Astronauts Anne McClain, left, and Zena Cardman are being lowered into NASA’s Neutral Buoyancy Laboratory for spacewalk training on Tuesday, Feb. 25, 2020, in Houston.
Astronaut Anne McClain waves at the audience while being lowered into the Neutral Buoyancy Lab for space walk training next to the International Space Station mockup Tuesday, Feb. 25, 2020, at Johnson Space Center in Houston.
Astronauts Anne McClain and Zena Cardman wiggled into their roughly 270-pound spacesuits attached to a platform. It’s a weight they wouldn’t have to shoulder in microgravity. But here, on the edge of a giant swimming pool, they needed help standing upright, waiting for a giant crane to hoist them up, over and into the water.
Nothing can truly prepare astronauts for the weightlessness of spacewalks. But NASA’s swimming pool lab — and some help from foam blocks, weights and scuba divers — comes close. The Neutral Buoyancy Laboratory in Houston is where NASA prepares its astronauts for spacewalks.
The Neutral Buoyancy Laboratory is 40 feet deep, 202 feet long and 102 feet wide. It holds 6.2 million gallons of water and a mock-up of the International Space Station. The pool’s temperature is kept between 84 degrees and 86 degrees Fahrenheit.
Each astronaut candidate must complete at least nine training sessions in the pool, with each session lasting 6½ hours. After graduating, astronauts continue participating in both generic refreshers and mission-specific training. McClain, for instance, was in the pool on Tuesday despite having already conducted two spacewalks where she spent 13 hours and eight minutes outside the International Space Station. Cardman, who graduated astronaut training in January, has yet to go to space.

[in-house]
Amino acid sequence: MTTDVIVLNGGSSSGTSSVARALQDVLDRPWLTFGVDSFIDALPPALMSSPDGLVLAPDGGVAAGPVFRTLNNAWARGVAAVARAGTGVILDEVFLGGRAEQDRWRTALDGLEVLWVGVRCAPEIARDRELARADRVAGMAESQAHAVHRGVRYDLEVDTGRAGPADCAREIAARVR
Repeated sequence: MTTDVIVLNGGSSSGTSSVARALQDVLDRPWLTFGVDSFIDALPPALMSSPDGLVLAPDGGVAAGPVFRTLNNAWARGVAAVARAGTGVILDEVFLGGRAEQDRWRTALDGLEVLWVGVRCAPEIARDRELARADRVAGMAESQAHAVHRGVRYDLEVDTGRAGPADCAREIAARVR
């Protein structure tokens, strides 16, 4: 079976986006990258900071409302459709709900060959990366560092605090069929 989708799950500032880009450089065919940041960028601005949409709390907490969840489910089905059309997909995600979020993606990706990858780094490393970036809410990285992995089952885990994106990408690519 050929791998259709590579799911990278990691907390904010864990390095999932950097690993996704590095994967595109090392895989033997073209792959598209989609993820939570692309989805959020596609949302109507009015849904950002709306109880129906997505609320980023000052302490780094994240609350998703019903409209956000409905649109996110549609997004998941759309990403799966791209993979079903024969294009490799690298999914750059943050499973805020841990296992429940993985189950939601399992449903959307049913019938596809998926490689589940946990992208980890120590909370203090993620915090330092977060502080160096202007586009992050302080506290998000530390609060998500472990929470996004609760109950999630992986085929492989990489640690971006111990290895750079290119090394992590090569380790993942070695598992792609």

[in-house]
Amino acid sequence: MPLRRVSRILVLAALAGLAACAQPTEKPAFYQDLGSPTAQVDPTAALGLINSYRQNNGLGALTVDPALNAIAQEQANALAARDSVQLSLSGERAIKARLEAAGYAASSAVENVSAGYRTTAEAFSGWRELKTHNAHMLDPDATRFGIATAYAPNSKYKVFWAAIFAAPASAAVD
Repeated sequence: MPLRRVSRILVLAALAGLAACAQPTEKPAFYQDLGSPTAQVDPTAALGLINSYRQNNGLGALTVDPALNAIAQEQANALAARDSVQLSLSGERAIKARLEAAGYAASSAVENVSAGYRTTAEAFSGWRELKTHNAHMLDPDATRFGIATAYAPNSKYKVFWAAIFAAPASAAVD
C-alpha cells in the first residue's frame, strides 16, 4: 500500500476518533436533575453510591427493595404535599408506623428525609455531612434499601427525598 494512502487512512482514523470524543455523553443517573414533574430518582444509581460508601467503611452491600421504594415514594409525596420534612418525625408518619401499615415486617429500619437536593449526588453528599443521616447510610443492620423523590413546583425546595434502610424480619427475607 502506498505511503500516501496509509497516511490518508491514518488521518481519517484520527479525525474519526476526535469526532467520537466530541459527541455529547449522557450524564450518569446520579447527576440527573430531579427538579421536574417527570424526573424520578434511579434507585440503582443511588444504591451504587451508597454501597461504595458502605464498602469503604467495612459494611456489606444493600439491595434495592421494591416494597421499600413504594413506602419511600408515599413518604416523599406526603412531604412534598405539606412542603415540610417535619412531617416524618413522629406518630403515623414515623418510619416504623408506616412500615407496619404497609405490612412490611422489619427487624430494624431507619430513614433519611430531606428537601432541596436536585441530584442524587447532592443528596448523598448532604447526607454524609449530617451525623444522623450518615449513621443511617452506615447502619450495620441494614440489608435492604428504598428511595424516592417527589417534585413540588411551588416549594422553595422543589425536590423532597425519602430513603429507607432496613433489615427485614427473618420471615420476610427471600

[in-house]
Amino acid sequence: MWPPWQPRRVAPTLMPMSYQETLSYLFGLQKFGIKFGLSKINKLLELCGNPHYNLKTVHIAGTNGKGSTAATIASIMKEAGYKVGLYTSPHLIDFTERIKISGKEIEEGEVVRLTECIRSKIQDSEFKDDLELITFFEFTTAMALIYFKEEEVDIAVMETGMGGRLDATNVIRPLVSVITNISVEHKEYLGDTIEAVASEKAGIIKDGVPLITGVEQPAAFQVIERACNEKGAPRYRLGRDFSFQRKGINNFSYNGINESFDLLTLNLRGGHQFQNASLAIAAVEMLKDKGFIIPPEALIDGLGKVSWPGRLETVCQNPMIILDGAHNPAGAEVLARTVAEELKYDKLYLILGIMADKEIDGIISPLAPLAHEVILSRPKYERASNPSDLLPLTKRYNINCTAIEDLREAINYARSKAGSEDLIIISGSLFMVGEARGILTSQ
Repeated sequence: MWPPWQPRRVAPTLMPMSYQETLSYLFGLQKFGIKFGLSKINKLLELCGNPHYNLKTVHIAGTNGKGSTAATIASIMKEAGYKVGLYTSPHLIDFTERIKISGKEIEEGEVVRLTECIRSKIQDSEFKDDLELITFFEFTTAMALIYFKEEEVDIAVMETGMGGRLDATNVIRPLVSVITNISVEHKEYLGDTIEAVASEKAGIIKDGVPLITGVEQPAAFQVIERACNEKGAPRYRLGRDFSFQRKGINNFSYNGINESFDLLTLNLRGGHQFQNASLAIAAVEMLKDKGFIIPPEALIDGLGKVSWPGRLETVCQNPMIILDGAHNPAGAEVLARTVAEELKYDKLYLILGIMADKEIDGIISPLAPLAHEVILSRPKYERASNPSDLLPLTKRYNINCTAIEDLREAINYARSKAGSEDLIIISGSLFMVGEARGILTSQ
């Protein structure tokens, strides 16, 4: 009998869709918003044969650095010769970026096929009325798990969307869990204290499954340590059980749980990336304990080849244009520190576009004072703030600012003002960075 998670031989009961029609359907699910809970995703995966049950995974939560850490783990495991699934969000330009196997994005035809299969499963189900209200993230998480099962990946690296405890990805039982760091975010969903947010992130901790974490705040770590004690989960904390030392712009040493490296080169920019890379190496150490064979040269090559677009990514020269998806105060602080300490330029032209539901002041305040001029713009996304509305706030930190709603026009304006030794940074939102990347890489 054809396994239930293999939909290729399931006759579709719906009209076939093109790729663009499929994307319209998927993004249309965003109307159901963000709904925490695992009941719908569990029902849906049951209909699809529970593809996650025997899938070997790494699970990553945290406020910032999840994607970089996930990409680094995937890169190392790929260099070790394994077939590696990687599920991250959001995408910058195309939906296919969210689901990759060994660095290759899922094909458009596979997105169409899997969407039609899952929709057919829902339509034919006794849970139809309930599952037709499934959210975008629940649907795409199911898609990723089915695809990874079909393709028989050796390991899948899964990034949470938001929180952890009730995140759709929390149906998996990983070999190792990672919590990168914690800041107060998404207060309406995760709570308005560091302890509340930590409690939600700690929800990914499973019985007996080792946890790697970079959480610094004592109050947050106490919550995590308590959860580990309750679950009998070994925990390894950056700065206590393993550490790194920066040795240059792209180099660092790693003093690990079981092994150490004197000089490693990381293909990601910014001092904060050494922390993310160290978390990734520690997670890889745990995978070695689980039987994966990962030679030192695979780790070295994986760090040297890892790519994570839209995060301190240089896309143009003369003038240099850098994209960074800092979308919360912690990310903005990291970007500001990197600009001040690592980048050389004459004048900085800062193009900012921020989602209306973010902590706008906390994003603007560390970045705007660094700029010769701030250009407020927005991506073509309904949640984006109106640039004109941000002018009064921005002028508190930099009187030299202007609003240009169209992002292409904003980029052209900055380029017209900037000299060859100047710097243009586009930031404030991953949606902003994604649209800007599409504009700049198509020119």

Astronauts in the Neutral Buoyancy Laboratory wear spacesuits that are nearly identical to what they’d wear during a spacewalk (and some of the suits used underwater have actually gone to space). But the underwater suits use foam blocks and weights, helping to lift and sink, respectively, to give astronauts a neutral buoyancy representative of space. Their backpack is hollow, too, as astronauts in the pool receive oxygen through a tube but in space would receive oxygen and other life support systems from their backpack.
The astronauts don’t get decompression sickness, which can occur among scuba divers and is also known as the bends, because they breathe air that has more oxygen than what’s used by many recreational scuba divers.
Each astronaut is accompanied by at least four scuba divers. Two are primarily tasked with safety, though they also help simulate microgravity. If a tool is somewhat sinking, divers might put a finger below the tool to make it more neutrally buoyant. If the tool is floating, they might put a finger on top to bring it down a bit. The third diver records video of what’s happening underwater. And the fourth diver ensures the underwater arena is properly prepped for the mission astronauts are running. These divers typically stay underwater for two-hour shifts.
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On Tuesday, McClain and Cardman were practicing a mission where NASA astronauts will build a frame for a solar array, which will generate power for the International Space Station. This is an actual mission that NASA expects to undertake, but astronauts have not yet been assigned to it.
Quelle: Houston Chronicle